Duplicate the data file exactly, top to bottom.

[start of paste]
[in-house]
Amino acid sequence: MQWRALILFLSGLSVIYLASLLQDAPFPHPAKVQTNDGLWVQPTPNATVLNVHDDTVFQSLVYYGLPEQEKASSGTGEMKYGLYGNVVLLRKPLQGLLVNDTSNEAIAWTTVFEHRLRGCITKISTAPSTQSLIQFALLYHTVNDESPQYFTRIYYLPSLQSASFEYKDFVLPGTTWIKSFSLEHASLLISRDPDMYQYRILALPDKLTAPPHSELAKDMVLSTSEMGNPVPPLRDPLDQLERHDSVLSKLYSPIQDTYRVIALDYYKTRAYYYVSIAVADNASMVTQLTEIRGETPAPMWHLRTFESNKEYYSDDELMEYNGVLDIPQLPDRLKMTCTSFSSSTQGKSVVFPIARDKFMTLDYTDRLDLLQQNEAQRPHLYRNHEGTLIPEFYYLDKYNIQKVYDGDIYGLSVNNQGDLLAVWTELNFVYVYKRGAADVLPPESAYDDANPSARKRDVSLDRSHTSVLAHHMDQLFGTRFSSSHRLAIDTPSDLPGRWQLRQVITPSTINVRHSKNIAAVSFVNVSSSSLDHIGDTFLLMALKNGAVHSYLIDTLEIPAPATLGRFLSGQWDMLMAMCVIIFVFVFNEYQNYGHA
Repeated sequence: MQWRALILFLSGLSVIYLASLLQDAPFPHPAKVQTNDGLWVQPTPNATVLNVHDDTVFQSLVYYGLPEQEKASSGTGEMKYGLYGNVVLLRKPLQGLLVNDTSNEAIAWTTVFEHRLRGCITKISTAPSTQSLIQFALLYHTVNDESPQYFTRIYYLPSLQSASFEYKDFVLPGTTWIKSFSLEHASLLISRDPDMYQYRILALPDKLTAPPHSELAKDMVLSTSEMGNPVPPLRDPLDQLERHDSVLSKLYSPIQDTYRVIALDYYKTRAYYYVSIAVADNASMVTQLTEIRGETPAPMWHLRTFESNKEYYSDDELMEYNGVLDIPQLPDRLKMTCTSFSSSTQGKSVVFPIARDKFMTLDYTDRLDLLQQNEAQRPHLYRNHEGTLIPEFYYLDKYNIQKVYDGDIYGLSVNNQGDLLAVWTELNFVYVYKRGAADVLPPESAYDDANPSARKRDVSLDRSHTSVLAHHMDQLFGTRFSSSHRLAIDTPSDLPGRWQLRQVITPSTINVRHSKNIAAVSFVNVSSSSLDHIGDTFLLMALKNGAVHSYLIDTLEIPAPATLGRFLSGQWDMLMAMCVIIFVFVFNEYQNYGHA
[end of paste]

[in-house]
Amino acid sequence: MQWRALILFLSGLSVIYLASLLQDAPFPHPAKVQTNDGLWVQPTPNATVLNVHDDTVFQSLVYYGLPEQEKASSGTGEMKYGLYGNVVLLRKPLQGLLVNDTSNEAIAWTTVFEHRLRGCITKISTAPSTQSLIQFALLYHTVNDESPQYFTRIYYLPSLQSASFEYKDFVLPGTTWIKSFSLEHASLLISRDPDMYQYRILALPDKLTAPPHSELAKDMVLSTSEMGNPVPPLRDPLDQLERHDSVLSKLYSPIQDTYRVIALDYYKTRAYYYVSIAVADNASMVTQLTEIRGETPAPMWHLRTFESNKEYYSDDELMEYNGVLDIPQLPDRLKMTCTSFSSSTQGKSVVFPIARDKFMTLDYTDRLDLLQQNEAQRPHLYRNHEGTLIPEFYYLDKYNIQKVYDGDIYGLSVNNQGDLLAVWTELNFVYVYKRGAADVLPPESAYDDANPSARKRDVSLDRSHTSVLAHHMDQLFGTRFSSSHRLAIDTPSDLPGRWQLRQVITPSTINVRHSKNIAAVSFVNVSSSSLDHIGDTFLLMALKNGAVHSYLIDTLEIPAPATLGRFLSGQWDMLMAMCVIIFVFVFNEYQNYGHA
Repeated sequence: MQWRALILFLSGLSVIYLASLLQDAPFPHPAKVQTNDGLWVQPTPNATVLNVHDDTVFQSLVYYGLPEQEKASSGTGEMKYGLYGNVVLLRKPLQGLLVNDTSNEAIAWTTVFEHRLRGCITKISTAPSTQSLIQFALLYHTVNDESPQYFTRIYYLPSLQSASFEYKDFVLPGTTWIKSFSLEHASLLISRDPDMYQYRILALPDKLTAPPHSELAKDMVLSTSEMGNPVPPLRDPLDQLERHDSVLSKLYSPIQDTYRVIALDYYKTRAYYYVSIAVADNASMVTQLTEIRGETPAPMWHLRTFESNKEYYSDDELMEYNGVLDIPQLPDRLKMTCTSFSSSTQGKSVVFPIARDKFMTLDYTDRLDLLQQNEAQRPHLYRNHEGTLIPEFYYLDKYNIQKVYDGDIYGLSVNNQGDLLAVWTELNFVYVYKRGAADVLPPESAYDDANPSARKRDVSLDRSHTSVLAHHMDQLFGTRFSSSHRLAIDTPSDLPGRWQLRQVITPSTINVRHSKNIAAVSFVNVSSSSLDHIGDTFLLMALKNGAVHSYLIDTLEIPAPATLGRFLSGQWDMLMAMCVIIFVFVFNEYQNYGHA